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Parkinson’s Awareness: Young Onset Parkinson’s Disease

April 08, 2015
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If you’re under the age of 40, it’s likely that you haven’t thought much about Parkinson’s disease because there’s a parkinsons disease ribboncommon perception that Parkinson’s disease only affects the elderly. However, improved Parkinson’s awareness is happening and one of the things you need to know is about young onset Parkinson’s disease. While the onset of Parkinson’s is normally between the ages of 50-65, between 5-10% of people with Parkinson’s experience young onset: onset of Parkinson’s disease before the age of 40.

What Are the Symptoms of Parkinson’s Disease?

Parkinson’s disease is a neurological disorder that typically begins with a movement disorder, such as a tremor, on one side of the body. This side of the body tends to be more affected even if symptoms progress to the rest of the body. Each person is different, but young onset Parkinson’s and traditional Parkinson’s both have the same symptoms.

According to the Mayo Clinic, the following are symptoms of Parkinson’s disease:

  • Tremor – often of a hand when it is at rest
  • Slowed movement (bradykinesia)
  • Rigid muscles
  • Impaired posture and balance
  • Loss of automatic movements – includes unconscious movements like blinking or smiling
  • Speech changes
  • Writing changes

Parkinson’s Awareness: Differences Between Traditional and Young Onset Parkinson’s

On average, onset of Parkinson’s disease is around the age of 60, but those diagnosed before the age of 40 are considered to have young onset Parkinson’s. While the symptoms faced by those with young onset Parkinson’s are similar to traditional Parkinson’s, there are some differences:

  • Young onset Parkinson’s is less likely to lead to dementia and balance problems.
  • Young onset Parkinson’s is more likely to include focal dystonia (cramping or abnormal posturing of one part of the body).
  • Younger people are more sensitive to the benefits of Parkinson’s medications, but they tend to experience the dyskinetic (involuntary muscle movements) side effects of levodopa (a common Parkinson’s drug) sooner than older people.
  • Younger people also tend to experience dose-related response fluctuations at an earlier stage of the disease. Ie, medication usefulness fluctuates over time.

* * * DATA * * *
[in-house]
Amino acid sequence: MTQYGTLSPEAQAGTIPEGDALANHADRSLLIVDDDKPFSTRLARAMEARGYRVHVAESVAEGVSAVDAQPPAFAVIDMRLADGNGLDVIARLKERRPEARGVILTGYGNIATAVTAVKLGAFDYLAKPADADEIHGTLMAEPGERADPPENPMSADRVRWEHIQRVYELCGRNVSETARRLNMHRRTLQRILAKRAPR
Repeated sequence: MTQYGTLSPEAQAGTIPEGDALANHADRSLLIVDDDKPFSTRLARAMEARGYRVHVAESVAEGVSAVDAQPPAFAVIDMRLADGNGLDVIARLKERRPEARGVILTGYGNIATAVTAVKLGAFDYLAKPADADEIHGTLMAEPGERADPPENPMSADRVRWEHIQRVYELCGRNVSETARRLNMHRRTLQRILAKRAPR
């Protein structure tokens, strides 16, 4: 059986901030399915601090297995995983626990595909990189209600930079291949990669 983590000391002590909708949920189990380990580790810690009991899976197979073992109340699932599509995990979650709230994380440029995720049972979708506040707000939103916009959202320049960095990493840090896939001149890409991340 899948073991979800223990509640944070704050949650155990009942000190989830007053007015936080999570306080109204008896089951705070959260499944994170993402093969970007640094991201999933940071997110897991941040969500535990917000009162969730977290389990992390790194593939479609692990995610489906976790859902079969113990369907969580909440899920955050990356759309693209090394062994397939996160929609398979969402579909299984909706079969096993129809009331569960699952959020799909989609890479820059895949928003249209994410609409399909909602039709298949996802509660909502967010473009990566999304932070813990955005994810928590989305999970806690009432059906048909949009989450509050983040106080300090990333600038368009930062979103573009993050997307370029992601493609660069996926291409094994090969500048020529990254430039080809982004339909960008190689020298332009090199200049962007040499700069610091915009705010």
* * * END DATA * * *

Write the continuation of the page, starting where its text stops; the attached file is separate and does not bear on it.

People with young onset Parkinson’s tend to have a slower progression of the disease and tend to work for another 15-20 years, on average.

Treatment Considerations in Young Onset Parkinson’s Disease

The choice to medicate young onset Parkinson’s disease is a personal one and no one strategy will work for all people. The timing of when to start medication is generally influenced by:

  • Whether you working or retired
  • Your age
  • Whether the symptoms appear on the dominant or non-dominant side
  • The nature of the symptoms
  • What types of activities you enjoy

Medication decisions need to be made in conjunction with a neurologist or other specialist doctor. It is important to know that no known medication will slow the progression of Parkinson’s and they are only able to provide symptom relief.

raise-awareness-for-the-parkinsons-month-with-wish-lanterns

There are five questions suggested by the Parkinson Society of Canada that people ask their healthcare professional about medications:

  1. Do drugs lose their effectiveness over time if I start treatment early on?
  2. What are the benefits of each kind of medication?
  3. Should I be concerned about behaviours related to taking drugs, such as confusion or compulsive activities (e.g., shopping or gambling)?
  4. Are medications covered by the provincial drug plan?
  5. Would a clinical trial be appropriate for me? Can you help me find one?

The answers to these can inform medication and treatment decisions. In advanced cases, surgery may be recommended.

People with young onset Parkinson’s are generally encouraged to exercise regularly and even attend physical therapy to improve stretching, balance, and overall health.

“This article was written by award-winning mental health writer and speaker, Natasha Tracy.”
http://natashatracy.com

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